• Consider using dog goggles designed for swimming to protect your dog's eyes if they are particularly sensitive or if they swim frequently.

It's important to monitor your dog for any signs of discomfort or irritation after swimming in a chlorinated pool and to take appropriate steps to mitigate any adverse effects.

Why Do Dogs Drink Pool Water?

Dogs may drink pool water for a few reasons, even though it's not the best source of hydration for them. Here are some common reasons why dogs might drink from a pool:

  1. Thirst: The most straightforward reason is thirst. If dogs are playing outside and they're hot or thirsty, they might see the pool as a convenient water source.
  2. Curiosity: Dogs are naturally curious animals and often explore their environment with their mouths. They might sip from a pool out of curiosity, especially if they see humans and other animals in the water.
  3. Preference for Cool Water: On a hot day, the pool water might be cooler and more refreshing than their regular water bowl, especially if the water in their bowl has been sitting out in the sun.
  4. Habit: Some dogs may develop a habit of drinking from certain sources, including pools, if they've found the water to their liking in the past.
  5. Instinctual Behavior: Dogs, like many animals, are instinctively drawn to bodies of water. This instinct can drive them to drink from a pool, even when other water sources are available.

While occasional sips of chlorinated pool water may not harm a dog, drinking large amounts can be unhealthy. Pool water contains chemicals like chlorine, which can lead to stomach upset, and potentially more serious health issues if consumed in large quantities. It's important to ensure your dog has access to fresh, clean drinking water at all times and to discourage them from drinking pool water as much as possible. If a dog is observed drinking pool water frequently or in large amounts, it's advisable to consult a veterinarian to discuss the potential health risks and to ensure the dog's hydration needs are being met adequately.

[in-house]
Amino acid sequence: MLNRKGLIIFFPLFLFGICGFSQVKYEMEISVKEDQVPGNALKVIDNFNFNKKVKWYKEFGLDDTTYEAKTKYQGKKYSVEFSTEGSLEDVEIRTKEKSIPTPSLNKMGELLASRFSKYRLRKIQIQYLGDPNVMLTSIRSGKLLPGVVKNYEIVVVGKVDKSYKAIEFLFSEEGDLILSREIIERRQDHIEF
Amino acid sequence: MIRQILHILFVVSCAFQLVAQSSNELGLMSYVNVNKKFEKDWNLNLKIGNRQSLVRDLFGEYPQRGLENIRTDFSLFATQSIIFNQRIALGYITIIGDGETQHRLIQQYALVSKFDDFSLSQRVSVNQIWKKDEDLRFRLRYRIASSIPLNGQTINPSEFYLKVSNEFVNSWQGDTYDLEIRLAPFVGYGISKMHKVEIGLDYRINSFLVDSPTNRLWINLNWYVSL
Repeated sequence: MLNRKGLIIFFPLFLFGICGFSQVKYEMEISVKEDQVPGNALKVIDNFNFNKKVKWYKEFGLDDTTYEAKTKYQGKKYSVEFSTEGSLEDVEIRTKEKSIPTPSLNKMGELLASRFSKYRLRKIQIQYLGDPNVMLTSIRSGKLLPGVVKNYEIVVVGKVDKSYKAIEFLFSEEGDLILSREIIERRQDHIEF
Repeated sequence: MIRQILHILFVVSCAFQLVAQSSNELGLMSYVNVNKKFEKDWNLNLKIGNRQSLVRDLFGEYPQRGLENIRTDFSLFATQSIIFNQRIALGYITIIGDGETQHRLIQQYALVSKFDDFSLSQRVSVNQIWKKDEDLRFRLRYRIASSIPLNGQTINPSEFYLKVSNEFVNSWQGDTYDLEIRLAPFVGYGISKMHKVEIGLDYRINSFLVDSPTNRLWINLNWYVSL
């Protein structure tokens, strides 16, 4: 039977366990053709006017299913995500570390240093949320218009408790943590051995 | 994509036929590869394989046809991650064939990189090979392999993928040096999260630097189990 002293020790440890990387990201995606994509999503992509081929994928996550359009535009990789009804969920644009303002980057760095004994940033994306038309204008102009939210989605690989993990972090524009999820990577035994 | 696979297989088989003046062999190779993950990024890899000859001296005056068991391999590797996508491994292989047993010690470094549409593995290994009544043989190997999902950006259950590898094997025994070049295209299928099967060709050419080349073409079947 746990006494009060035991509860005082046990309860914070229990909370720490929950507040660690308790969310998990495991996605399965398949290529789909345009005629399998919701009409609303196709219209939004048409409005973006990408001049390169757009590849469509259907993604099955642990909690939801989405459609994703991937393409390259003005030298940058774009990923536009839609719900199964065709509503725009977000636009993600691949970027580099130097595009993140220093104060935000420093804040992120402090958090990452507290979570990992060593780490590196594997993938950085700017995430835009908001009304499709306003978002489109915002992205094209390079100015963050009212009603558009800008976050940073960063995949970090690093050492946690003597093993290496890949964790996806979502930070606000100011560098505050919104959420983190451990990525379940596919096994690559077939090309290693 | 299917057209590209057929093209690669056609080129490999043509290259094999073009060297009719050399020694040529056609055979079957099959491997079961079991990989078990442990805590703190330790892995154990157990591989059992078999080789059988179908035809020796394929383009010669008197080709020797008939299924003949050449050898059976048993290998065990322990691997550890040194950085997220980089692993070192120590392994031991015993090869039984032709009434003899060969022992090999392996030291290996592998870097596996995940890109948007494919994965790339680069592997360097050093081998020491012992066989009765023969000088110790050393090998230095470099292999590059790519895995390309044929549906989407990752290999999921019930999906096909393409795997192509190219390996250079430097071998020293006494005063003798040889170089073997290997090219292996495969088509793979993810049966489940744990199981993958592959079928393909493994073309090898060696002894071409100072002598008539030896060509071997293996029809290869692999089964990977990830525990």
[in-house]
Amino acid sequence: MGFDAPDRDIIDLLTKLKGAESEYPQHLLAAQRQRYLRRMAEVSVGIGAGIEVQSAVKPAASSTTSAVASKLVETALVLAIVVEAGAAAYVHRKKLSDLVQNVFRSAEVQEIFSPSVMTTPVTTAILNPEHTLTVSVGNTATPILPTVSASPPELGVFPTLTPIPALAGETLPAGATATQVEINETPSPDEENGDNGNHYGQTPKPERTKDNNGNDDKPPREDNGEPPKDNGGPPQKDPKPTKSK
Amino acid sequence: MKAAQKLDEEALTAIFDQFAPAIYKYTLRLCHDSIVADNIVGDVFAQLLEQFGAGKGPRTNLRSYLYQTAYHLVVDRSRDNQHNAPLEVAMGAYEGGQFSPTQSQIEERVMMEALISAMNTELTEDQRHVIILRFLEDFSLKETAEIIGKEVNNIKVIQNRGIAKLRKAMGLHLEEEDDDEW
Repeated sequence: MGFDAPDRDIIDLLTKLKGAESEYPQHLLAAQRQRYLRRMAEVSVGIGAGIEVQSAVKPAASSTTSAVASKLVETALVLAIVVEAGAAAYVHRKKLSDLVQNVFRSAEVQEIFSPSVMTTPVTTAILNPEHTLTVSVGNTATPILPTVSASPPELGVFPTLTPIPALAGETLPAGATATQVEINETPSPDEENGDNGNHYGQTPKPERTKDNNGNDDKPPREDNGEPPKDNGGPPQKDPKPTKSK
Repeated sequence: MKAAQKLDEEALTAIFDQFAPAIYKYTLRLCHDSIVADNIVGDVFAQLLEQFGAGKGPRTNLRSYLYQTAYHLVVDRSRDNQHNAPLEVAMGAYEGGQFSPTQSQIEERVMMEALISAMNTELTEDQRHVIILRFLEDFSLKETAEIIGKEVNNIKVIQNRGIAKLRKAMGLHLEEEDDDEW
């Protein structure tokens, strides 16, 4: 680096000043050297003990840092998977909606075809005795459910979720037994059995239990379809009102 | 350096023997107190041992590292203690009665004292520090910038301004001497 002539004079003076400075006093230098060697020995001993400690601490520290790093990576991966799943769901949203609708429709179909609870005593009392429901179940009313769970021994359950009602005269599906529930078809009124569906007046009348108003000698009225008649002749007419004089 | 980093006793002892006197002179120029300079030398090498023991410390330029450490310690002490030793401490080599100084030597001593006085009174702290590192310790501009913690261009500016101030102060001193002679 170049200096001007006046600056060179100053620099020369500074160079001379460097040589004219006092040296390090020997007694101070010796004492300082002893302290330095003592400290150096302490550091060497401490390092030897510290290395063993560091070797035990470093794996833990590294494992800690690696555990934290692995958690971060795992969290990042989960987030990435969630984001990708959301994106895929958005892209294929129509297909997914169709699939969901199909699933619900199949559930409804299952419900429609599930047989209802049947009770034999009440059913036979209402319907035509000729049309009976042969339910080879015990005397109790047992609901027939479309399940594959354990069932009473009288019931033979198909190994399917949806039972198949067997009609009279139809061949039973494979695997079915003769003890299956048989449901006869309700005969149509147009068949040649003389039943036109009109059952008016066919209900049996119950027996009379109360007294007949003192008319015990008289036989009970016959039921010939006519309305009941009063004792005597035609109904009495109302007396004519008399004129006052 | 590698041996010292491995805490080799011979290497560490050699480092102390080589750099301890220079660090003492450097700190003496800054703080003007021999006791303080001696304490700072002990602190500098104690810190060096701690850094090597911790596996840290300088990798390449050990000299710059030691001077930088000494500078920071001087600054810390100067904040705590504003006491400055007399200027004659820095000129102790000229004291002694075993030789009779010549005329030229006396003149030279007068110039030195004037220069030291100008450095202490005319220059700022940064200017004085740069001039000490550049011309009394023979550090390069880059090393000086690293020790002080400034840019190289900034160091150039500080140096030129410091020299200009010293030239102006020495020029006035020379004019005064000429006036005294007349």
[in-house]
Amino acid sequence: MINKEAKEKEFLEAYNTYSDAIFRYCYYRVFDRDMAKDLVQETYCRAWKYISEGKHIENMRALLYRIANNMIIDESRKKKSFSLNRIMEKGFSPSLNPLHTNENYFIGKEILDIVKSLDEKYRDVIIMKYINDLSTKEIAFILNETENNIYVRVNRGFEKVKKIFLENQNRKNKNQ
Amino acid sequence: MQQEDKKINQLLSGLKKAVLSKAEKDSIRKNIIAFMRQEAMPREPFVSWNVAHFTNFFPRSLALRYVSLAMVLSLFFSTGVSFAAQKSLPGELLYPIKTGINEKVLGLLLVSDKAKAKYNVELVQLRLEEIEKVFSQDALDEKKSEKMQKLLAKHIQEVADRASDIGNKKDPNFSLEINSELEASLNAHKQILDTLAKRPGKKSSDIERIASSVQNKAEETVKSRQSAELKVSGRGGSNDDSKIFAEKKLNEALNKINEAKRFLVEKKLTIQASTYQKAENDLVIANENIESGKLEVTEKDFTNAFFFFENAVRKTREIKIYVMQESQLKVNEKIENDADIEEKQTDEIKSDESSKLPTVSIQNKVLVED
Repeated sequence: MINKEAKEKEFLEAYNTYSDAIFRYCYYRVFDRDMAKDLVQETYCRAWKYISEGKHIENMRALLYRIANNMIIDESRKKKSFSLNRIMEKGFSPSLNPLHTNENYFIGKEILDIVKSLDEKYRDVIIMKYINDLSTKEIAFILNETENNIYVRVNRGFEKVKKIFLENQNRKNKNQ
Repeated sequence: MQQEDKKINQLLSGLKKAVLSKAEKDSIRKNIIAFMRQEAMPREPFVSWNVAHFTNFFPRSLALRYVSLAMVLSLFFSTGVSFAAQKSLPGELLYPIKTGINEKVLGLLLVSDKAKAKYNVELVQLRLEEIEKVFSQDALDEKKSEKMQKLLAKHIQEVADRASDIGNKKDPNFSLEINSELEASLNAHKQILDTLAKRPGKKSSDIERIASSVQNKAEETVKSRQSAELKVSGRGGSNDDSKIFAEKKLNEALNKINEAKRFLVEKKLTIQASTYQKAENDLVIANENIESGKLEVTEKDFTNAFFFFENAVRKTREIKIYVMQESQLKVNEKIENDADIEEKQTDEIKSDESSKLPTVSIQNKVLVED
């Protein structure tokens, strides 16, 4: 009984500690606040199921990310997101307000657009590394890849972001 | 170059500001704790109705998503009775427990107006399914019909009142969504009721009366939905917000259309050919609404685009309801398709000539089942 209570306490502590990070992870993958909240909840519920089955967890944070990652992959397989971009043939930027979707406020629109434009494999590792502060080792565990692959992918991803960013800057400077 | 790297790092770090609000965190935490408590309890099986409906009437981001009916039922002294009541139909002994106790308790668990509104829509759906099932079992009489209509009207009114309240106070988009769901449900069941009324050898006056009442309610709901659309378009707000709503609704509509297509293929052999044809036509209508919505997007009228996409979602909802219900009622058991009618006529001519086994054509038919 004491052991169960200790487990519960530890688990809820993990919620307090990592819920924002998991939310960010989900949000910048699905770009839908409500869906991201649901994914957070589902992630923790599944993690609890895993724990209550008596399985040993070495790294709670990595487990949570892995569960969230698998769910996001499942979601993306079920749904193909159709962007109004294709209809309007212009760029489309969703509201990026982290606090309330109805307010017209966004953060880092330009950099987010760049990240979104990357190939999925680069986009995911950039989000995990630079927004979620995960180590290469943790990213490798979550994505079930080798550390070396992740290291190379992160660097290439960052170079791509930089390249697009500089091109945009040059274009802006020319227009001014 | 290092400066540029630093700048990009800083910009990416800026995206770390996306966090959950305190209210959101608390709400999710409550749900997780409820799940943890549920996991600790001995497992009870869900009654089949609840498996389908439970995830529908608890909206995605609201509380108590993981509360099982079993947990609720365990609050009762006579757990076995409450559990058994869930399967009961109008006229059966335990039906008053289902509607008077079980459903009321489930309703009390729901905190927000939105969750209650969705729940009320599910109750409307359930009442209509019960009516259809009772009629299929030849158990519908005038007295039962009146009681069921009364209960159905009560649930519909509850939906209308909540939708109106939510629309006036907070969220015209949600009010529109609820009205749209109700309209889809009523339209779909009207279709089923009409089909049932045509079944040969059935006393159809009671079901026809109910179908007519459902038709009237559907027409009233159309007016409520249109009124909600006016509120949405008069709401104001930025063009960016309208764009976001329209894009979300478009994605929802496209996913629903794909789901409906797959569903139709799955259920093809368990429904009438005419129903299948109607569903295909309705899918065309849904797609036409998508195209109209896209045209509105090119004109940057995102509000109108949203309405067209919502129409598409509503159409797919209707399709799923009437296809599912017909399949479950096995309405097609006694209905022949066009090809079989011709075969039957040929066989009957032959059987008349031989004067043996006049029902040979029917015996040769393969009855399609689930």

Can Dogs Swim in Saltwater Pools?

Yes, dogs can swim in saltwater pools, and many may find it a more enjoyable experience compared to traditional chlorinated pools. Saltwater pools use salt chlorination systems to clean and sanitize the water, producing chlorine from salt (sodium chloride). This process results in lower levels of chlorine and other chemicals compared to traditional pools, which can be gentler on a dog's skin, eyes, and coat.

Here are a few considerations for allowing dogs to swim in saltwater pools:

  1. Skin and Coat Health: The lower chlorine levels in saltwater pools are less likely to cause skin irritation or dryness for dogs. However, it's still a good idea to rinse your dog with fresh water after swimming to remove any salt or chlorine residues.
  2. Drinking Pool Water: While saltwater pools have less chlorine, the water does contain salt, which is not good for dogs to ingest in large quantities. Encourage your dog to drink fresh water before and after swimming to minimize the amount of pool water they ingest.